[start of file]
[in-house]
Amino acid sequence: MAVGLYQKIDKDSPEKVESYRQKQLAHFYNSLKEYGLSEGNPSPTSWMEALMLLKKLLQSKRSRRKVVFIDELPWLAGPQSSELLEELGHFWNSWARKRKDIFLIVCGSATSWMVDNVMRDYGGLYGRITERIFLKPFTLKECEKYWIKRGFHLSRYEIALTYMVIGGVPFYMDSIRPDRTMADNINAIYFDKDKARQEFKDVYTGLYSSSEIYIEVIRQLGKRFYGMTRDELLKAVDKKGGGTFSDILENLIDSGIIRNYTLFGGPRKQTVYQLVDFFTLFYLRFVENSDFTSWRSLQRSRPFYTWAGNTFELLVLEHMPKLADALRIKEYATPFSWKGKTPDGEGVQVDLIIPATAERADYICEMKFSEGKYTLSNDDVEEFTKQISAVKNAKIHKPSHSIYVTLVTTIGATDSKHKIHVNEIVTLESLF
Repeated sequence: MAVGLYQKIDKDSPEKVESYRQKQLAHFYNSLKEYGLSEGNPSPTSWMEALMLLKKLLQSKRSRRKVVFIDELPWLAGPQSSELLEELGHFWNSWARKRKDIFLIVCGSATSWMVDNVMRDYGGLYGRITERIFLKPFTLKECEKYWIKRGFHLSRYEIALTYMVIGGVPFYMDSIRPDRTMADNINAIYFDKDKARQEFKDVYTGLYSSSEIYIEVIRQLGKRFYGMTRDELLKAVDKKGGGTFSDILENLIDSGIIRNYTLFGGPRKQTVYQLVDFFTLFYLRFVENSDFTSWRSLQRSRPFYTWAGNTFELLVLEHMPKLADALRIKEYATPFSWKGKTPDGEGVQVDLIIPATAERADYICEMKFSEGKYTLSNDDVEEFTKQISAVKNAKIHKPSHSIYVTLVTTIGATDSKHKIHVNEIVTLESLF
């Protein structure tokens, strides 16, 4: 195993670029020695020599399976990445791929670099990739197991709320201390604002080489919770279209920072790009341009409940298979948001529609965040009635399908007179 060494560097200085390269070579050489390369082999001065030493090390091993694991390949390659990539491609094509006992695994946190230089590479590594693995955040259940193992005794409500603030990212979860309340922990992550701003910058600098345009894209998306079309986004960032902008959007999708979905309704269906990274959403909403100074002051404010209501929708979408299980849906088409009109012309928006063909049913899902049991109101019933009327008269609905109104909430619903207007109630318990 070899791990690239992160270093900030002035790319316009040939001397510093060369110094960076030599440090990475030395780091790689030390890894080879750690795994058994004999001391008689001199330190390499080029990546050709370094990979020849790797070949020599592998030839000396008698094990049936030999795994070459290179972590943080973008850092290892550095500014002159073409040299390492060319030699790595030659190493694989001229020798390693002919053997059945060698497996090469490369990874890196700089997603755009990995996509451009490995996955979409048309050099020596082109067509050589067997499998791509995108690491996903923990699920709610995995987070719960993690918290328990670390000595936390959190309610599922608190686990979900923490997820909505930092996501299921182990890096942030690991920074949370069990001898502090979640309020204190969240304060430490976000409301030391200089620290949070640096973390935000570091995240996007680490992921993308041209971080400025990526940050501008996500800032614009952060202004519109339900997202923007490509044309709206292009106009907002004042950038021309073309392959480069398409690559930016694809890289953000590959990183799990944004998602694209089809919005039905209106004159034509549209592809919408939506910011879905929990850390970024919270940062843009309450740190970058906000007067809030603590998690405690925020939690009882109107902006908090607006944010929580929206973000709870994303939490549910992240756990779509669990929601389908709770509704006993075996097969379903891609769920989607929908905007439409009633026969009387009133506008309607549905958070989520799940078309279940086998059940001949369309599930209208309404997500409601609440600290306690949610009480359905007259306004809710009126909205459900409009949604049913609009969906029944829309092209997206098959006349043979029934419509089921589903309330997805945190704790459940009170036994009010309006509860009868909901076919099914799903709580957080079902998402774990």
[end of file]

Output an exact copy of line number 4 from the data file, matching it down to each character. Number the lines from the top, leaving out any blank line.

């Protein structure tokens, strides 16, 4: 195993670029020695020599399976990445791929670099990739197991709320201390604002080489919770279209920072790009341009409940298979948001529609965040009635399908007179 060494560097200085390269070579050489390369082999001065030493090390091993694991390949390659990539491609094509006992695994946190230089590479590594693995955040259940193992005794409500603030990212979860309340922990992550701003910058600098345009894209998306079309986004960032902008959007999708979905309704269906990274959403909403100074002051404010209501929708979408299980849906088409009109012309928006063909049913899902049991109101019933009327008269609905109104909430619903207007109630318990 070899791990690239992160270093900030002035790319316009040939001397510093060369110094960076030599440090990475030395780091790689030390890894080879750690795994058994004999001391008689001199330190390499080029990546050709370094990979020849790797070949020599592998030839000396008698094990049936030999795994070459290179972590943080973008850092290892550095500014002159073409040299390492060319030699790595030659190493694989001229020798390693002919053997059945060698497996090469490369990874890196700089997603755009990995996509451009490995996955979409048309050099020596082109067509050589067997499998791509995108690491996903923990699920709610995995987070719960993690918290328990670390000595936390959190309610599922608190686990979900923490997820909505930092996501299921182990890096942030690991920074949370069990001898502090979640309020204190969240304060430490976000409301030391200089620290949070640096973390935000570091995240996007680490992921993308041209971080400025990526940050501008996500800032614009952060202004519109339900997202923007490509044309709206292009106009907002004042950038021309073309392959480069398409690559930016694809890289953000590959990183799990944004998602694209089809919005039905209106004159034509549209592809919408939506910011879905929990850390970024919270940062843009309450740190970058906000007067809030603590998690405690925020939690009882109107902006908090607006944010929580929206973000709870994303939490549910992240756990779509669990929601389908709770509704006993075996097969379903891609769920989607929908905007439409009633026969009387009133506008309607549905958070989520799940078309279940086998059940001949369309599930209208309404997500409601609440600290306690949610009480359905007259306004809710009126909205459900409009949604049913609009969906029944829309092209997206098959006349043979029934419509089921589903309330997805945190704790459940009170036994009010309006509860009868909901076919099914799903709580957080079902998402774990």